Legends Never Die

March 7, 2018

 

Christopher Rios, best known as, Big Punisher was the first Latino emcee to go double platinum with his ‘Capital Punishment’ album back in ’98. Born in Bronx, New York Punisher was exposed to struggling circumstances at the early age of 15 with the passing of his father and his mothers’ struggle with drug addiction.

Best known for his intricate rhymes and his flows ability of spitting into the mic without becoming breathless, Pun soon grabbed the attention of rapper, Fat Joe in 1995. His lyrical talent was not to be overlooked which led Pun to his first lyrical debut on Fat Joe’s track, ‘Watch out’. The two formulated a relationship in and outside of the studio booth and quickly took New York by storm as members of the Terror Squad group.

Pun went on to sign a record contract with Loud Records leading to the release of his first debut hit, ‘I’m not a player’ which rose to the top of hip-hop charts, sitting comfortably at No.3. His album ‘Capital Punishment’ slapped hip-hop listeners with a variety of melodies and rhymes and sold more than 2 million copies.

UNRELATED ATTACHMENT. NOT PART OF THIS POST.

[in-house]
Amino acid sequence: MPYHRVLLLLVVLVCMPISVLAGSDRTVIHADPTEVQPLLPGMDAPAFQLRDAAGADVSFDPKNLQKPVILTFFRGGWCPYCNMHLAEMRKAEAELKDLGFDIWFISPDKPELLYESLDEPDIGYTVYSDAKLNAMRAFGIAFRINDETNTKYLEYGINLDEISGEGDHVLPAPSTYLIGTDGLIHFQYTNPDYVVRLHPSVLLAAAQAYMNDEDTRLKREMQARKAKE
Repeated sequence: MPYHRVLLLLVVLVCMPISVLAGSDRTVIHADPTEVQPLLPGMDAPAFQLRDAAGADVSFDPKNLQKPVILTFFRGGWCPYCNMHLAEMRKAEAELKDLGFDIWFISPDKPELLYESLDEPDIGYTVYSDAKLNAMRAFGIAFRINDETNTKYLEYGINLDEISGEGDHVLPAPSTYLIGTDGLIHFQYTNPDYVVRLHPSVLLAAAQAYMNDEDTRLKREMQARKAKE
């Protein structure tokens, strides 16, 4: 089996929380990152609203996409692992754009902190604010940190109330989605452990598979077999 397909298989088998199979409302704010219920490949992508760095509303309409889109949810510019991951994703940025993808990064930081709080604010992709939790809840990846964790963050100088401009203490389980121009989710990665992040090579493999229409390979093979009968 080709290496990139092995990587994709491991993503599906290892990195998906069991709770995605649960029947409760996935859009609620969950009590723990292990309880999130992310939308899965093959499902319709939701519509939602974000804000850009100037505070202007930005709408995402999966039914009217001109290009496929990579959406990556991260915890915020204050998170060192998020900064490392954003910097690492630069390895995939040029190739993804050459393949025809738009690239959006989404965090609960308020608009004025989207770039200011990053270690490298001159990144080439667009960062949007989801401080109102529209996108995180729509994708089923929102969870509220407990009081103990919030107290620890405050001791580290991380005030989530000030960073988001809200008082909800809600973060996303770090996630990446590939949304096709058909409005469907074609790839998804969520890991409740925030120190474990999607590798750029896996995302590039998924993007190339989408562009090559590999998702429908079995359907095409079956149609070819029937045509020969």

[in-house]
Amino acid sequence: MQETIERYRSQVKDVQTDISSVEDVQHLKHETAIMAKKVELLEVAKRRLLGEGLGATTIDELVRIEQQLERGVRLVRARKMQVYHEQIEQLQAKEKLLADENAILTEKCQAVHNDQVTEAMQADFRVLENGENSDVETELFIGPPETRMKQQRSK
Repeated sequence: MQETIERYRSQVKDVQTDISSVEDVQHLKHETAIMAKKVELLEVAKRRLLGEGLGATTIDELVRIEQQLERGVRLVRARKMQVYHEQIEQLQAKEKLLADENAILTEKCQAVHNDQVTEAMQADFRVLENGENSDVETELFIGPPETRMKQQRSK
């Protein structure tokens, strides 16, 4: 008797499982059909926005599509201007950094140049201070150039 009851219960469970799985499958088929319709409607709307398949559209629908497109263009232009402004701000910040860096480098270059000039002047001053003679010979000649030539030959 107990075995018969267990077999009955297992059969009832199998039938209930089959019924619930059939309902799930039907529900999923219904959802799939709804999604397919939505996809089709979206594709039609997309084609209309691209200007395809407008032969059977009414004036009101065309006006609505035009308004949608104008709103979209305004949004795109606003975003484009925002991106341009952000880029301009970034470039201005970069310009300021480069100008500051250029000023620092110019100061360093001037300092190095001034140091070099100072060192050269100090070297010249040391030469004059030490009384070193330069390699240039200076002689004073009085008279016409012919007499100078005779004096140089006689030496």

The words and flow Pun gave his listeners were uncensored and authentic in the hip-hop game. He embedded his complex rhymes with unique syllables, tongue-twisting metaphors, and a lyrical structure that was no competition during his uprising and that still, till this day, can go untouched or unrepeated.

What makes Pun even more remarkable was how his flow could last on only one gulp of air; not for anything but keep in mind that we are talking about 400LBS of greatness. I’m 158 LBS and I still need to come up for air in mid conversation, yet Pun would unleash some his dirtiest lines without needing a break; I N S A N E!

His verses offered audiences variety as well; he could illustrate his street mentality, warning you to look both ways before crossing him or he could be that ladies’ man; smooth, flirtatious and an unapologetic Mack daddy.

Pun, unfortunately passed at the young age of 28 of a massive heart attack. His rhymes are remembered today as vicious and venomous and are truly missed in the hip-hop game.

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